Skip to content
CityLab
Design

Recapturing the Grandeur of Syria's Lost Landmarks, in Miniature

The replicas are made with clay, rocks, kebab skewers, and other basic materials found in the Za'atari camp in Jordan.
Mahmoud Hariri creates a clay replica of the fallen Palmyra, which was destroyed by Islamic State militants last year.
Mahmoud Hariri creates a clay replica of the fallen Palmyra, which was destroyed by Islamic State militants last year.UNHCR/Christopher Herwig

There wasn’t much the world could do by the time videos surfaced of Islamic State militants destroying the ancient Syrian city of Palmyra. In the midst of the Middle East conflicts, several temples have been shelled, historical monuments ravaged, and entire cities bulldozed. The destruction has been especially devastating for the millions of refugees who not only face an uncertain future but have also had their rich cultural heritage violently stripped away from them.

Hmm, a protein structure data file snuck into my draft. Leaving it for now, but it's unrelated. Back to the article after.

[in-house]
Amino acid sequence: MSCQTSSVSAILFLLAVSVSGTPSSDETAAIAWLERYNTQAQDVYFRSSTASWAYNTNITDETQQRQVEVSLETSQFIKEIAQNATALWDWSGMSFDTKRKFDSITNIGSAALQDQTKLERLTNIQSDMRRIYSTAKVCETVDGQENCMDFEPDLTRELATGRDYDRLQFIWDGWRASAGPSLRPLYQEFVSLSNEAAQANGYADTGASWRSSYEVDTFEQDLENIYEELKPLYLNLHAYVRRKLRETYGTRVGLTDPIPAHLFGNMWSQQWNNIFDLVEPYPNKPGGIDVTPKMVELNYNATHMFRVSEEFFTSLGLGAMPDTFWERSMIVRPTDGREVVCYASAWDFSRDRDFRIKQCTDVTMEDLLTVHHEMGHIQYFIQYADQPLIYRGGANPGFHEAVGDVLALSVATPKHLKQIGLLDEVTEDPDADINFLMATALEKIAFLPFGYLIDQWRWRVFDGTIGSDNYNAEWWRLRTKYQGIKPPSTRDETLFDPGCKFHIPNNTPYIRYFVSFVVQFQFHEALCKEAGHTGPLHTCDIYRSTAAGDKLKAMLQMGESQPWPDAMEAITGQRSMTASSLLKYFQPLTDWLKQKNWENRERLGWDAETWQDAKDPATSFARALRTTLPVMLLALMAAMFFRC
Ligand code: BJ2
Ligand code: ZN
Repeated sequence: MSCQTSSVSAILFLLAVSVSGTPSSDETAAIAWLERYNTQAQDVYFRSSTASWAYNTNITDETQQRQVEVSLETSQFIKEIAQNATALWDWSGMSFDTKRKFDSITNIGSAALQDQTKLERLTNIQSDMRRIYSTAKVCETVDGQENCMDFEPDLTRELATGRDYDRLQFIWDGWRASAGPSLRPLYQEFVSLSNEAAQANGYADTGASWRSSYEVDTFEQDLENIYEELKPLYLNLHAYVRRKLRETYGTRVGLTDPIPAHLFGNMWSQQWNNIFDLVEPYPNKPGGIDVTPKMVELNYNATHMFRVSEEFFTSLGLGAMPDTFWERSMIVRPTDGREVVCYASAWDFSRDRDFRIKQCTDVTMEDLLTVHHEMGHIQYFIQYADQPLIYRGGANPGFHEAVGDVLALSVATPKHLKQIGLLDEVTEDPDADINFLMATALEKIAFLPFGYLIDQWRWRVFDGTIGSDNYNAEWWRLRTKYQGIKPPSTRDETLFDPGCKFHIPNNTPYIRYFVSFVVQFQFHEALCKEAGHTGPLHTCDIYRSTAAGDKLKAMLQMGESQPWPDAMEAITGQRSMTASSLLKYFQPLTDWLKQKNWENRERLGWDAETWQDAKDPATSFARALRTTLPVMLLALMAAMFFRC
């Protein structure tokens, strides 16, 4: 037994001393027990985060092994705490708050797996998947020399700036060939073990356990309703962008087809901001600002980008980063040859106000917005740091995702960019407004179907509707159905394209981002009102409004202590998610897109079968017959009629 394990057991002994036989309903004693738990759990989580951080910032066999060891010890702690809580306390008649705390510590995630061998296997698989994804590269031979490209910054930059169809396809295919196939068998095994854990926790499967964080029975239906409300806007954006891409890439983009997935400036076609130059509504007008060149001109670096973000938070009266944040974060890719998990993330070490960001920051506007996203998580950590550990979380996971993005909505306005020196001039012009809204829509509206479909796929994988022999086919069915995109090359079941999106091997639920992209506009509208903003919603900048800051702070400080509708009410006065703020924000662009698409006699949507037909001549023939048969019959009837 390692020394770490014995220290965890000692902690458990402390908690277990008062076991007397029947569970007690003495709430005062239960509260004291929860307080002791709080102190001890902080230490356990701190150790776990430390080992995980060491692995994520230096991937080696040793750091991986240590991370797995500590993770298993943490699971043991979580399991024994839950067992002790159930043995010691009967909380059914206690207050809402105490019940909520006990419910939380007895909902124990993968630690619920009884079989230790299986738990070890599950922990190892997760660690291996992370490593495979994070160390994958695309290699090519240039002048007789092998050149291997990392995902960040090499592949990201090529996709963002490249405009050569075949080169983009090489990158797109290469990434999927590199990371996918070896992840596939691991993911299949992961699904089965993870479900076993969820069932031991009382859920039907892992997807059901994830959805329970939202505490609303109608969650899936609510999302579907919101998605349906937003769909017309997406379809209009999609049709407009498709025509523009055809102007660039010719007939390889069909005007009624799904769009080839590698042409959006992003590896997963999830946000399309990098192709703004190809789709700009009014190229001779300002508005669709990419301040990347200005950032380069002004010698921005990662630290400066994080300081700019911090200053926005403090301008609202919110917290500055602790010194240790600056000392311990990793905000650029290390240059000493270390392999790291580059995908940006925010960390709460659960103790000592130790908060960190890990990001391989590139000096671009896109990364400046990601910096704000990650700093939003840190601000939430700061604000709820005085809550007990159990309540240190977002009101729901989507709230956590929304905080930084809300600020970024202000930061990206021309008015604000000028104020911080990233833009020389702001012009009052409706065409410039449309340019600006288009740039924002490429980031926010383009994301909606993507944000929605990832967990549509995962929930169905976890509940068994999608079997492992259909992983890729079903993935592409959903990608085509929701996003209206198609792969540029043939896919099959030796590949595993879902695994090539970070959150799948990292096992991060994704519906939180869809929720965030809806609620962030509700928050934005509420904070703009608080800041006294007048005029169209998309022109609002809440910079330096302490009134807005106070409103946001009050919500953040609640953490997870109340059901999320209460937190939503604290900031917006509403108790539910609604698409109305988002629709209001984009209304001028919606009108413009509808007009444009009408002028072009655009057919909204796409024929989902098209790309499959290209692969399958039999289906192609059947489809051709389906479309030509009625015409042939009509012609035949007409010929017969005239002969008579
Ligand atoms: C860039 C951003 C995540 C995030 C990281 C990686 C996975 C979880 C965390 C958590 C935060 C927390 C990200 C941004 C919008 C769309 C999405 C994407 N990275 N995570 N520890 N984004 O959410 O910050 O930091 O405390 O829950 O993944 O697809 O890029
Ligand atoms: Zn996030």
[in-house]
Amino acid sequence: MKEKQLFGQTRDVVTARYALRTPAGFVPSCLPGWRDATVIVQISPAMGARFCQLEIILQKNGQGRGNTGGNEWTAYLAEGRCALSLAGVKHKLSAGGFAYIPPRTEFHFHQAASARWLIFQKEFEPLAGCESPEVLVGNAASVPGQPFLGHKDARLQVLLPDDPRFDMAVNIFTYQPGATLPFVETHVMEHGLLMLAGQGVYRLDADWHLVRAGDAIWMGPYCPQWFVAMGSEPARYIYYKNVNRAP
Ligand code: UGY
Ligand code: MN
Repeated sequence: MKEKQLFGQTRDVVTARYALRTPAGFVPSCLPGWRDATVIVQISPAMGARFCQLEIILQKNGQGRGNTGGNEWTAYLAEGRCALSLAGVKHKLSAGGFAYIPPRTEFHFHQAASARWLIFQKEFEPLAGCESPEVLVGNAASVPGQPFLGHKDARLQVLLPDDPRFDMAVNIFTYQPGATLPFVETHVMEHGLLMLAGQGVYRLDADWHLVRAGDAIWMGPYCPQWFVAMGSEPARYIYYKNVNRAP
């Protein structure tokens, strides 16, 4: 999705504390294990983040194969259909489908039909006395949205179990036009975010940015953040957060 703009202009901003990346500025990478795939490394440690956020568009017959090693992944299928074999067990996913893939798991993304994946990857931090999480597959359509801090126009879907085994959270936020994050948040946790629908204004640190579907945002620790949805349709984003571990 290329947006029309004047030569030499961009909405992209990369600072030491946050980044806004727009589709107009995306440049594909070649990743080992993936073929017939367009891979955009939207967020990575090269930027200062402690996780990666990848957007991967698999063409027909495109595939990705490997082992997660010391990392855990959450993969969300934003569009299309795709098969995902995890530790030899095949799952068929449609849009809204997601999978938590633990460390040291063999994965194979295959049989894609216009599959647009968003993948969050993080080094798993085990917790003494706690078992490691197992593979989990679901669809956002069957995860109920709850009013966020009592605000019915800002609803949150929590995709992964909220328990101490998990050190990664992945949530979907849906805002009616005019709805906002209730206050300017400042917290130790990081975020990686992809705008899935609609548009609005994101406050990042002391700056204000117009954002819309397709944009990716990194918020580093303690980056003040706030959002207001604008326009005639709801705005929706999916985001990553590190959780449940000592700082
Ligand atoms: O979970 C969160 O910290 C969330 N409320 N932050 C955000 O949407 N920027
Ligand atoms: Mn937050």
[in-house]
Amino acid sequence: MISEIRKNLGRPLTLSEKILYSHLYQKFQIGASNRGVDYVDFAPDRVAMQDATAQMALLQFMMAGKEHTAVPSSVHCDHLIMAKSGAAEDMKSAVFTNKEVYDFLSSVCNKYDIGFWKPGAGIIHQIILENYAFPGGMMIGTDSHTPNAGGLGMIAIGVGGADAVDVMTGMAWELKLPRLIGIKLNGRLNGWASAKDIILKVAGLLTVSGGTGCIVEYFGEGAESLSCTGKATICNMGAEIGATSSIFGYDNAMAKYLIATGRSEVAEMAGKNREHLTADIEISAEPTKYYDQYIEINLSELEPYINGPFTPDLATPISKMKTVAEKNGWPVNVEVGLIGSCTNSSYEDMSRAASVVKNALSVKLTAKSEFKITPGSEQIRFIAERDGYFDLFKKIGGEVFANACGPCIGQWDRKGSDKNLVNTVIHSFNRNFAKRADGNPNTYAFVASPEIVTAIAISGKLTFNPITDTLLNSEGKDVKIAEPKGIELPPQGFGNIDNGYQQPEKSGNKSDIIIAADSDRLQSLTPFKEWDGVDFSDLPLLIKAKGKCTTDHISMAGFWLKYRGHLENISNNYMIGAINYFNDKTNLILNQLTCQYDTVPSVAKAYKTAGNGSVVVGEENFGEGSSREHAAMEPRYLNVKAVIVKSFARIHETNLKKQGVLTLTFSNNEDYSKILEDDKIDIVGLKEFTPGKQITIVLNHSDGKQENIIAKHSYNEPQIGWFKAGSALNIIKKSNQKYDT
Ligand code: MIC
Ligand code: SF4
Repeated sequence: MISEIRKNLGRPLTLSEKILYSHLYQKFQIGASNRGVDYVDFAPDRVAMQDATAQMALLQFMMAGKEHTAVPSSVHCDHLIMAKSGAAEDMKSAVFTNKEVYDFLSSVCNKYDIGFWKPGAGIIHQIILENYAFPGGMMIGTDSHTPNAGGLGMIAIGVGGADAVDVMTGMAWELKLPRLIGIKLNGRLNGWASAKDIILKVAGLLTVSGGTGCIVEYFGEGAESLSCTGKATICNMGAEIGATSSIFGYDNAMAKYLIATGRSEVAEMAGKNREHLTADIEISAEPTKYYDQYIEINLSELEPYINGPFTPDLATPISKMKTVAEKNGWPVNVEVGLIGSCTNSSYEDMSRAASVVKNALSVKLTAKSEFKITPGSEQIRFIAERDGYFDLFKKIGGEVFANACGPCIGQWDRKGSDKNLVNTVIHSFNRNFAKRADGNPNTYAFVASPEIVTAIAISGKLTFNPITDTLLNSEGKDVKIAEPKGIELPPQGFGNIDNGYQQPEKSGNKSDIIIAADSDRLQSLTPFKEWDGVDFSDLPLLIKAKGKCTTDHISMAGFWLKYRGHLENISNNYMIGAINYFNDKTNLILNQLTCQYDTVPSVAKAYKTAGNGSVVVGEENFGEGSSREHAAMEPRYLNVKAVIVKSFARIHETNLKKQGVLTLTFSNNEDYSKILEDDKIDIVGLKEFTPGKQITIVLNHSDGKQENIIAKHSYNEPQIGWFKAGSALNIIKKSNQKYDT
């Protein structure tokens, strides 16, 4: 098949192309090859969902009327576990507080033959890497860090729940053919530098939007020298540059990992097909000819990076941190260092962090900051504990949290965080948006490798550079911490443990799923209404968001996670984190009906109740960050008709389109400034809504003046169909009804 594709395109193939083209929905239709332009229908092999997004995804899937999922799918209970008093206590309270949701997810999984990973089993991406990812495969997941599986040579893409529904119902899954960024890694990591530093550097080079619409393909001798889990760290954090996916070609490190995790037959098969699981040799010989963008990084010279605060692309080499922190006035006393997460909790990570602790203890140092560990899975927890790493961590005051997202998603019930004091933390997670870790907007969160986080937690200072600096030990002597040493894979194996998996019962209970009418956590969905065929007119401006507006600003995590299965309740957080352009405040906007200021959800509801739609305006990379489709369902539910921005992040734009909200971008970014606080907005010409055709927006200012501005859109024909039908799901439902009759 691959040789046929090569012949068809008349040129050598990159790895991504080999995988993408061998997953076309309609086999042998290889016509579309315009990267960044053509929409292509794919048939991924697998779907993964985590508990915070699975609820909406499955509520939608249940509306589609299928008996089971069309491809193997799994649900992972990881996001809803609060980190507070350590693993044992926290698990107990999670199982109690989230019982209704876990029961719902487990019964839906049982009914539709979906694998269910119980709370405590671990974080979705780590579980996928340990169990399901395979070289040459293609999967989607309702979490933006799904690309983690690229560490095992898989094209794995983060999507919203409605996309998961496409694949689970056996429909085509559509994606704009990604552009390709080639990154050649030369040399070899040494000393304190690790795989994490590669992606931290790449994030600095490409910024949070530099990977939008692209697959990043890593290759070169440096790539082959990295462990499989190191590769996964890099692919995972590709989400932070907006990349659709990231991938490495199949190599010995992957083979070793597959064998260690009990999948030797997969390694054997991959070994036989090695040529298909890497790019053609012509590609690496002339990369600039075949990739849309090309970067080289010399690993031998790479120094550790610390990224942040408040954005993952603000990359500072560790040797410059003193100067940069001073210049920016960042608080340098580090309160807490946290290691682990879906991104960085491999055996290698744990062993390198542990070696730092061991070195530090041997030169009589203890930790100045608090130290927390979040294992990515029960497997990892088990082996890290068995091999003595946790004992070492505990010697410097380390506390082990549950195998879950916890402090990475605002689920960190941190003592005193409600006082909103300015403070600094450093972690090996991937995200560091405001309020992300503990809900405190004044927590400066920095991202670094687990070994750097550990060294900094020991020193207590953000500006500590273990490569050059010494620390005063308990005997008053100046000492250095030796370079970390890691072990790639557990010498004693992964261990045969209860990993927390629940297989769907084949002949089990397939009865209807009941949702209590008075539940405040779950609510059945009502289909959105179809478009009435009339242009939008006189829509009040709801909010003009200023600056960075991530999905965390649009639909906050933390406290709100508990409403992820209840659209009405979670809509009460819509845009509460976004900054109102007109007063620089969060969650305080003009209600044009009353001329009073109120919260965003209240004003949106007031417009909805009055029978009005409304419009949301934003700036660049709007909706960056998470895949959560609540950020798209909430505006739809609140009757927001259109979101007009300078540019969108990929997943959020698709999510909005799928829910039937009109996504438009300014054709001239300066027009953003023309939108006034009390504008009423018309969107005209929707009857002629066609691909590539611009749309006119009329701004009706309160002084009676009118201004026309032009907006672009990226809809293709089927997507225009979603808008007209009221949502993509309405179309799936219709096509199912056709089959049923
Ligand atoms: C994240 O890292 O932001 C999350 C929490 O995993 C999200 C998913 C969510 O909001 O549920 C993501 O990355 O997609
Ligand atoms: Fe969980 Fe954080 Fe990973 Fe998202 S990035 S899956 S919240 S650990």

But for at least one group of Syrian artists at the Za’atari refugee camp in Jordan, such history isn’t completely lost. The original sites may have already been destroyed or are at the mercy of militants, but they are now being recreated in miniature form.